3. Americans will spend less time traveling and more time connecting with our neighbors.
Like most academic sociologists, Putnam does not like suburbs. They sprawl; they are segregated; they chew up the environment.
Personally, as a fan of suburban living, I’m unsympathetic to this “new urbanism” he’s promoting. He may get his way though. Several writers—me, for example—have noted a move back to the cities. So far it is only the upper-middle classes who are re-urbanizing; but if we hit Peak Oil, working and lower-middle-class Americans too might flee the suburbs for the cities.
That this will lead to more communitarianism, does not necessarily follow. Nodding at my neighbor in the apartment-block elevator accumulates no more social capital than waving to him as I pull my car out of the driveway. A city can be as lonely, and as segregated, as a suburb. As Putnam says: “If we don’t really want more community, we won’t get it.”
4. Americans will be more deeply engaged in one or another “spiritual community of meaning.”
Communal religious worship obviously adds to social capital. Putnam calls for a new Great Awakening. He should be careful what he wishes for.
What he actually wishes for in the accompanying text is the earnest Protestant social-justice religiosity promoted by the Sojourners movement. What he is actually likely to get, according to current demographic trends, is more Evangelicals, Mormons, Hasidim, and fundamentalist Muslims.
That will be good for what Putnam calls “bonding” social capital (people gathering with people like themselves) but not so much for “bridging” social capital (the opposite thing).
5. Americans will spend less leisure time sitting passively alone in front of glowing screens.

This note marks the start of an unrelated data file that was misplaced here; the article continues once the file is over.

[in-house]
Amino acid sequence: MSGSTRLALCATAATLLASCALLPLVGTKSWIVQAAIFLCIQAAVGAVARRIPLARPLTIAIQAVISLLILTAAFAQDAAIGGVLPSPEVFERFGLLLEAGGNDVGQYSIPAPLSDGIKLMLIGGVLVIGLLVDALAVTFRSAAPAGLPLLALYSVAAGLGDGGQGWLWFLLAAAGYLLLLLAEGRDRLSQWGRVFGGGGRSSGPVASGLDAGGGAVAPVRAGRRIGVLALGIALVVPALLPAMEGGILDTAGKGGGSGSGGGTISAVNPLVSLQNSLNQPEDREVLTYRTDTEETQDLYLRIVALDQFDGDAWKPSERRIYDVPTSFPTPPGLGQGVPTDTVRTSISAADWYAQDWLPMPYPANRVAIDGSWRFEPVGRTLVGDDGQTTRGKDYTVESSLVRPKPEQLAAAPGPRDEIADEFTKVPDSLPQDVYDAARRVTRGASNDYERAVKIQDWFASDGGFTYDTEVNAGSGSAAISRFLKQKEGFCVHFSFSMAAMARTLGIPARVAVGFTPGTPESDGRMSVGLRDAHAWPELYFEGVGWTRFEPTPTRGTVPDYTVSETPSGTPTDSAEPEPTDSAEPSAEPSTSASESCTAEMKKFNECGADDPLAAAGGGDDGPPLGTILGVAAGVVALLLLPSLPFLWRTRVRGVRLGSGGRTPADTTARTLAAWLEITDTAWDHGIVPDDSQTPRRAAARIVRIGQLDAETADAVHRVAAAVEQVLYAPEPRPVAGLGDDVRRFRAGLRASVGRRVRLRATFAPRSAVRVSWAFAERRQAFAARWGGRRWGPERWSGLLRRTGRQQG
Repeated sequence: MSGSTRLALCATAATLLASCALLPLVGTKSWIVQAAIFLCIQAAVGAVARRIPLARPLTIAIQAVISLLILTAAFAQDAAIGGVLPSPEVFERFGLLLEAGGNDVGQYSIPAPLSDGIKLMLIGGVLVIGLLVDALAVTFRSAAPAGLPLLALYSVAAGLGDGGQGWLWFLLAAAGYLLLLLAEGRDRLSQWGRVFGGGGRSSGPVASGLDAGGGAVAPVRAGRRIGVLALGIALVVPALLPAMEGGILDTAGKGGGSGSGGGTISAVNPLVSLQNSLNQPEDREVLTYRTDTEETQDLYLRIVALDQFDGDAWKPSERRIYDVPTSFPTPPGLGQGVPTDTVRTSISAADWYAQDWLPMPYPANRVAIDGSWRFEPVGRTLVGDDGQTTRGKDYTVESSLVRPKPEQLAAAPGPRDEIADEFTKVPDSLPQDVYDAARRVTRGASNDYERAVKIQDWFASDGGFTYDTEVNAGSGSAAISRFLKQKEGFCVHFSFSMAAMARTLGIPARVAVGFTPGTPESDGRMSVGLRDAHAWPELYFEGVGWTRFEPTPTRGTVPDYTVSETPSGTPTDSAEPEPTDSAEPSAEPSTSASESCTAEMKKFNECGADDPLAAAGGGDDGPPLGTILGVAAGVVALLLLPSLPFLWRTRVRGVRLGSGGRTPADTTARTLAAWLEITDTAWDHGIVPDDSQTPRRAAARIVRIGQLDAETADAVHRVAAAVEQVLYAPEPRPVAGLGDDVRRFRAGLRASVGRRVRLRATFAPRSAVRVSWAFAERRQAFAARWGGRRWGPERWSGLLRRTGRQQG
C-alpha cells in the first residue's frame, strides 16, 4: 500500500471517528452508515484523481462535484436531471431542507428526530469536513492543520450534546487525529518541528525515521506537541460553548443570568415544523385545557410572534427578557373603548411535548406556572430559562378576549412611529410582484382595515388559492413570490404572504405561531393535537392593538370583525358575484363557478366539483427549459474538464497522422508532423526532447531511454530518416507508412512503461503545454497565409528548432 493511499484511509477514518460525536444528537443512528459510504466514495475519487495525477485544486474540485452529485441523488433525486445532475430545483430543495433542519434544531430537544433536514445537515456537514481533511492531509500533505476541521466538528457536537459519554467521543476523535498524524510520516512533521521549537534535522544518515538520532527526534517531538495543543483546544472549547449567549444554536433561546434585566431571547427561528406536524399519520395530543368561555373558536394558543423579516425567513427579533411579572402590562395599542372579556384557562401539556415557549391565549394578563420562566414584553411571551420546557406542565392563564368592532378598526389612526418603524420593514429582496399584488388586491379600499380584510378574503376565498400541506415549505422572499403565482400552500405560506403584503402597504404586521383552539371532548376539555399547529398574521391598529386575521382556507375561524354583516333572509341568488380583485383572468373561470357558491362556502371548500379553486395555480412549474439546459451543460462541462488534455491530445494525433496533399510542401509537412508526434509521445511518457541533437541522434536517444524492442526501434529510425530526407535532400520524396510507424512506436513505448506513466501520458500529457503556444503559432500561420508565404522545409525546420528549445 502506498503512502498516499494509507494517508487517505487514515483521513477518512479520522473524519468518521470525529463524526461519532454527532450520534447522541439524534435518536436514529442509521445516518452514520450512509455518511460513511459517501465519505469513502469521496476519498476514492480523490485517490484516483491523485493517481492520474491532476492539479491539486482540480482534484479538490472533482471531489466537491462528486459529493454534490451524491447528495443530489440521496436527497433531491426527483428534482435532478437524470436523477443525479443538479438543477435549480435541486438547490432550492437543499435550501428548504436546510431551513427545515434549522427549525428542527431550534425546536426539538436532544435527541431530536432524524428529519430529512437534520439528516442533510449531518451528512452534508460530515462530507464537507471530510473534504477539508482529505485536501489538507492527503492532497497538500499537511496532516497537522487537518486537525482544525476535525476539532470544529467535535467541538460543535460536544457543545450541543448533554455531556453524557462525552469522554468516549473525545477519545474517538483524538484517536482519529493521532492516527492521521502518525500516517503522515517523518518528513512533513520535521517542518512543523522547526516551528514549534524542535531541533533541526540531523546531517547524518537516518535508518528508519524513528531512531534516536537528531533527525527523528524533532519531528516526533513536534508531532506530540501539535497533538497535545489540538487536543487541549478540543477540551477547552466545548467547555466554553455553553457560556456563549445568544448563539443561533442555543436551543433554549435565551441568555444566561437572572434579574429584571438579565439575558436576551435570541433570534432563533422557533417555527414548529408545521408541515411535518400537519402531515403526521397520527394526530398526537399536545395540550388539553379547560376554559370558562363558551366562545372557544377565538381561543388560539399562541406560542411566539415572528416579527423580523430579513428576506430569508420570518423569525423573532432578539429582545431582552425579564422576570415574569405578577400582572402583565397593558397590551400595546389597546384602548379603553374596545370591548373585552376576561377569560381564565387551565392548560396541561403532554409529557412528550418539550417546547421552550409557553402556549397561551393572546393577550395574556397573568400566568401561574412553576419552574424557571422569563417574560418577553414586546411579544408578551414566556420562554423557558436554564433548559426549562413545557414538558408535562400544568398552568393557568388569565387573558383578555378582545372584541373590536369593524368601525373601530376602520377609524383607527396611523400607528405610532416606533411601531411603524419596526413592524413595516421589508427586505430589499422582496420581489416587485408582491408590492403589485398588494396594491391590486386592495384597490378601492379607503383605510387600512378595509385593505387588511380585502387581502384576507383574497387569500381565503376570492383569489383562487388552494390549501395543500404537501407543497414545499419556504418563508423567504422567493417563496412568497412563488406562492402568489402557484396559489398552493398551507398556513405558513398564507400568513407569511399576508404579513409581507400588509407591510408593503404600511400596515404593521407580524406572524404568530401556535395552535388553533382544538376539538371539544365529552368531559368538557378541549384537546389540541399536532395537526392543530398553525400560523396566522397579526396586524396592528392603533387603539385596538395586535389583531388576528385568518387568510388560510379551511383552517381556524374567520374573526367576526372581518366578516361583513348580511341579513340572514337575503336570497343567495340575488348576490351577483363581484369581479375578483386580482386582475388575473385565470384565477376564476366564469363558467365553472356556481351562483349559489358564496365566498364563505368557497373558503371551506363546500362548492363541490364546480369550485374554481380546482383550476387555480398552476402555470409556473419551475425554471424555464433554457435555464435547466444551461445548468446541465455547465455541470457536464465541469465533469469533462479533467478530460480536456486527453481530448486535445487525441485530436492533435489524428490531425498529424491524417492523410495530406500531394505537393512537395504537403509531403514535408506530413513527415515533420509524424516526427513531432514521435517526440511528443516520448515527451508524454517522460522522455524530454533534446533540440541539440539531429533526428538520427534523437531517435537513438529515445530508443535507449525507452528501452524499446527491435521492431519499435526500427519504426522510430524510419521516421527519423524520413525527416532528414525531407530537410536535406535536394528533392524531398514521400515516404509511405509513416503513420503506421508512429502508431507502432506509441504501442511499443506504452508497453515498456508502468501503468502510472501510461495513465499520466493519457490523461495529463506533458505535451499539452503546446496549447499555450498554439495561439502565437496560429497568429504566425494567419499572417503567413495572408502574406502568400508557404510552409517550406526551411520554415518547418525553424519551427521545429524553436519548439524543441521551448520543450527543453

Sitting? The Americans of 2010 are standing, walking, jogging, driving, working out, and for all I know hang-gliding in front of those damn screens.
It’s not all bad. Our relationships with our screens are not entirely passive. Some of them, like our Facebook pages, are actively social, though it seems to me a watery kind of sociality by comparison with Grandad’s evening at the Elks or Grandma’s weekly mah-jong game. It doesn’t much resemble Putnam’s dream of “citywide citizen debates about local issues.”
These are early days, though, and there’s no telling where these new kinds of socializing may lead. All the way to a Globorg, perhaps.
6. Significantly more Americans will participate in (not merely consume) cultural activities.
I found myself simultaneously smiling and gagging at Putnam’s account of, for example, “community-based modern dance, bringing together … unemployed shipyard workers and white-collar professionals.” I wonder who’s more expressive at being a tree, laid-off riveter Stan Kowalski or Harvey the corporate lawyer?
Similarly with “community theater” and “improvisational poetry slams,” from which most healthy-minded Americans would run a mile. No sign of any of this so far in 2010, thank goodness.
7. Many more Americans will run for office, attend public meetings, serve on committees, etc.
I suppose the Tea Partiers meet this call to some degree, though that is not at all the kind of thing left-liberal Putnam had in mind.